The Exmoor National Park is, not surprisingly, populated by several herds of free-ranging Exmoor ponies. They are not feral since they are caught and checked by the Exmoor Pony Society every year, and the breeding stallions are chosen by man. In my opinion it is best to call them free-roaming or semi-feral. However, they do not get supplementary feeding, and few decades ago they were known to be very shy and avoided regions of the NP that was regularly visited by humans. Now, as the tourism and interest in them increased, they get increasingly accustomed to human presence.
I visited the ENP in summer of 2011. The beautiful landscape of southern England was shaped by man for centuries, yet this park-like partly forested partly grassy landscape is what might be quite reminiscent of what may have been Europe's original home to its large grazers. It was not easy to find the Exmoors because of their excellent camouflage and shyness (while the heterogeneous Dartmoor ponies or other free-ranging ponies you see in England are easy to spot). But finally I came across a small group of four adult mares and one male foal.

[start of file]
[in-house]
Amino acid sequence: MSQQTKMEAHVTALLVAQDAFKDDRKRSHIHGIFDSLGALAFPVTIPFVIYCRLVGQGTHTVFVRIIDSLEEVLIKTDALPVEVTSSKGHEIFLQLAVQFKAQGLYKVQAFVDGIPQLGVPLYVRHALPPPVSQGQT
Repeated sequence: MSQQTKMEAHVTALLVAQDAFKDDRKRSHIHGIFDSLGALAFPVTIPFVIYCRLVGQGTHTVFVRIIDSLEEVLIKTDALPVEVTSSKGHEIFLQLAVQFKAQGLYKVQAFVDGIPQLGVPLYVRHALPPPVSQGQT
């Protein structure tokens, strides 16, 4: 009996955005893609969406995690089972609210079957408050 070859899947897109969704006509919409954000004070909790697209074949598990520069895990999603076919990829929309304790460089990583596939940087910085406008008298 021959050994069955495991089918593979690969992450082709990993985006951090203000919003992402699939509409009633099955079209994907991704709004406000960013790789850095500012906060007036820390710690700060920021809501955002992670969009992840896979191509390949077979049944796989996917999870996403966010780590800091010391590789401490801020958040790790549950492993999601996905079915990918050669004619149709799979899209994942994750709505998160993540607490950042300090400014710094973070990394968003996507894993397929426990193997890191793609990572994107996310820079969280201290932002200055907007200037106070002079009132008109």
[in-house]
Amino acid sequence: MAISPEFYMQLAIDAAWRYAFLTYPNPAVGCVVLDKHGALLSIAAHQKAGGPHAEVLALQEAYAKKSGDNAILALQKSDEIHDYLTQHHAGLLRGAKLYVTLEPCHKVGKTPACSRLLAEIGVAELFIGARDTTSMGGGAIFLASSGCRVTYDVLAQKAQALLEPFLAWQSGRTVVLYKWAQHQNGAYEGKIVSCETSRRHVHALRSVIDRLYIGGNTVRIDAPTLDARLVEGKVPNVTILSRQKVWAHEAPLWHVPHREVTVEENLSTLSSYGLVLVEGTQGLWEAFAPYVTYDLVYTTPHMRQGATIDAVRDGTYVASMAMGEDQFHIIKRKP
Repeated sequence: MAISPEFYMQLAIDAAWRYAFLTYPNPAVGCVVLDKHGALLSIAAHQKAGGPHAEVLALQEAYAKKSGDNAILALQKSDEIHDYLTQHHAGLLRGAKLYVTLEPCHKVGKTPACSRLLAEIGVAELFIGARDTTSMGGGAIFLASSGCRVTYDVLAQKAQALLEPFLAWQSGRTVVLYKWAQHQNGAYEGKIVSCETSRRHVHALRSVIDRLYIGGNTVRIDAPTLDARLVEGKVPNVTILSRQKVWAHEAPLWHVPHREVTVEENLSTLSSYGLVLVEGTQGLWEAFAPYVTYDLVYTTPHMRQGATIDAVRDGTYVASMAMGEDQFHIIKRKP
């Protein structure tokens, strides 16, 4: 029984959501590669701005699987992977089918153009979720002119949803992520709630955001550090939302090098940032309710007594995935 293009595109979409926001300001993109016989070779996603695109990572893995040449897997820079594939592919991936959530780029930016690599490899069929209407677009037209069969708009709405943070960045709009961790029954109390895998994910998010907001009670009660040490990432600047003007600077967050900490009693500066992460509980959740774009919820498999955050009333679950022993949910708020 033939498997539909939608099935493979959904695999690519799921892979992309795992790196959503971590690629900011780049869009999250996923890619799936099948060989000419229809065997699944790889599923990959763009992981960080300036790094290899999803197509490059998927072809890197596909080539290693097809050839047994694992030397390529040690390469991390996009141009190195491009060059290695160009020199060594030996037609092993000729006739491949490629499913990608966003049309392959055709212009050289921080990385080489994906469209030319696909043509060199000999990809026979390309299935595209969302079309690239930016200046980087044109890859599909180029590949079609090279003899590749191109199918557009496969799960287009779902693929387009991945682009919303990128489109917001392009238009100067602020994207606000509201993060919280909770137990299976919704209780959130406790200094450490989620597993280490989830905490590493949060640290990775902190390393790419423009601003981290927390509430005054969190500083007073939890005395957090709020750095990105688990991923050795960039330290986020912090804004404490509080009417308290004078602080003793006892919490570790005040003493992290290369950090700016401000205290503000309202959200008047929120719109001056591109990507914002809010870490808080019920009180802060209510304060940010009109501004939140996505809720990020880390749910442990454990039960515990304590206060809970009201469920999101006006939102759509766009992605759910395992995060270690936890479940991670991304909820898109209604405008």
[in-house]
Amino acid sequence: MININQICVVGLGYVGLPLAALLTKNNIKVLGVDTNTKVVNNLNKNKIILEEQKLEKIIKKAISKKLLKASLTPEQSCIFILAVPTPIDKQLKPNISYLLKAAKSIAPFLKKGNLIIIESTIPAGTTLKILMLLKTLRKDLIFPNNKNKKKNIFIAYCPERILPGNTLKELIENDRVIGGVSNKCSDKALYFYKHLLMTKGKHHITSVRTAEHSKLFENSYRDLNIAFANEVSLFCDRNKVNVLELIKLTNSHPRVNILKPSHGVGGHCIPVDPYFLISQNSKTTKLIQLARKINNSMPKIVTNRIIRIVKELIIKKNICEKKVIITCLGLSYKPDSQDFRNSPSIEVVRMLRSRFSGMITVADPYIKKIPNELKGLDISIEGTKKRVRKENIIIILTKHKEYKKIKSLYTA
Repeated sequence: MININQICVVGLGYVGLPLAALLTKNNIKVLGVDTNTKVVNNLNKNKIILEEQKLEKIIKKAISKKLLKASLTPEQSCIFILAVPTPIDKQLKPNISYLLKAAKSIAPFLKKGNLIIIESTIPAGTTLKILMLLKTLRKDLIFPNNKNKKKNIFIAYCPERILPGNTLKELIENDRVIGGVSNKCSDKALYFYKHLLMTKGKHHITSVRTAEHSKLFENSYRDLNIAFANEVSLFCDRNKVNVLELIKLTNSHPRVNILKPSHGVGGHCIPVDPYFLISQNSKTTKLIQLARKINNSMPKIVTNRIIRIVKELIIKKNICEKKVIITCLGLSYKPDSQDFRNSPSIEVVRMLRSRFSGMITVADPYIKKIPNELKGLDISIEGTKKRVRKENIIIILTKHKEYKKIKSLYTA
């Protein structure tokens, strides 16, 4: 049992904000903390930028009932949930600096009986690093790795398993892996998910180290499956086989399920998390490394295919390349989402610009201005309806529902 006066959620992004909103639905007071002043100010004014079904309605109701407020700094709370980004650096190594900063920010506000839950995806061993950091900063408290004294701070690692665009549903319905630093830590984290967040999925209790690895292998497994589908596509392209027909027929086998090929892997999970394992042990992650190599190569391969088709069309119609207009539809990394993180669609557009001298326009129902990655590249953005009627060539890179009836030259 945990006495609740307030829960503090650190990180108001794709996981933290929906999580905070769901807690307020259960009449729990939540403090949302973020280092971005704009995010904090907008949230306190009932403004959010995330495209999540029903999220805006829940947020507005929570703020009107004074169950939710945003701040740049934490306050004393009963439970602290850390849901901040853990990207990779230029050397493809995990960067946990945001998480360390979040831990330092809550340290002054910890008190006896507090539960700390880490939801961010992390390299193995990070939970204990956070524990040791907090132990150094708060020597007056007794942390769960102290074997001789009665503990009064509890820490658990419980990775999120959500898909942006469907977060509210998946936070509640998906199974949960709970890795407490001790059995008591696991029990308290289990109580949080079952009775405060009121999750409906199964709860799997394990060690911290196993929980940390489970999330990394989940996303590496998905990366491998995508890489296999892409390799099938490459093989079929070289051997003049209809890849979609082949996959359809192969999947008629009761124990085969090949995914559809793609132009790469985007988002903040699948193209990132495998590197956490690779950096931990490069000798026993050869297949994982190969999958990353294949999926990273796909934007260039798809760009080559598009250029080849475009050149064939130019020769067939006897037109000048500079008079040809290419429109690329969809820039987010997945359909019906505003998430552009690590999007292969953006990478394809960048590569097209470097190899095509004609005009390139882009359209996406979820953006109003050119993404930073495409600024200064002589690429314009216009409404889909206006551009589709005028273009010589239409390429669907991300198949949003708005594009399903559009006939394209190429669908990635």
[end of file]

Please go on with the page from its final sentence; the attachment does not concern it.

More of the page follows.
The herd tolerated me approaching to a distance of about 6 metres, then they started to get wary and walked about 20 metres away from me and started grazing. It was very interesting and enchanting to look for and see free-ranging herds of such beautiful primitive horses in a more or less natural environment. Let's hope Europe will have more of such places again in the near future!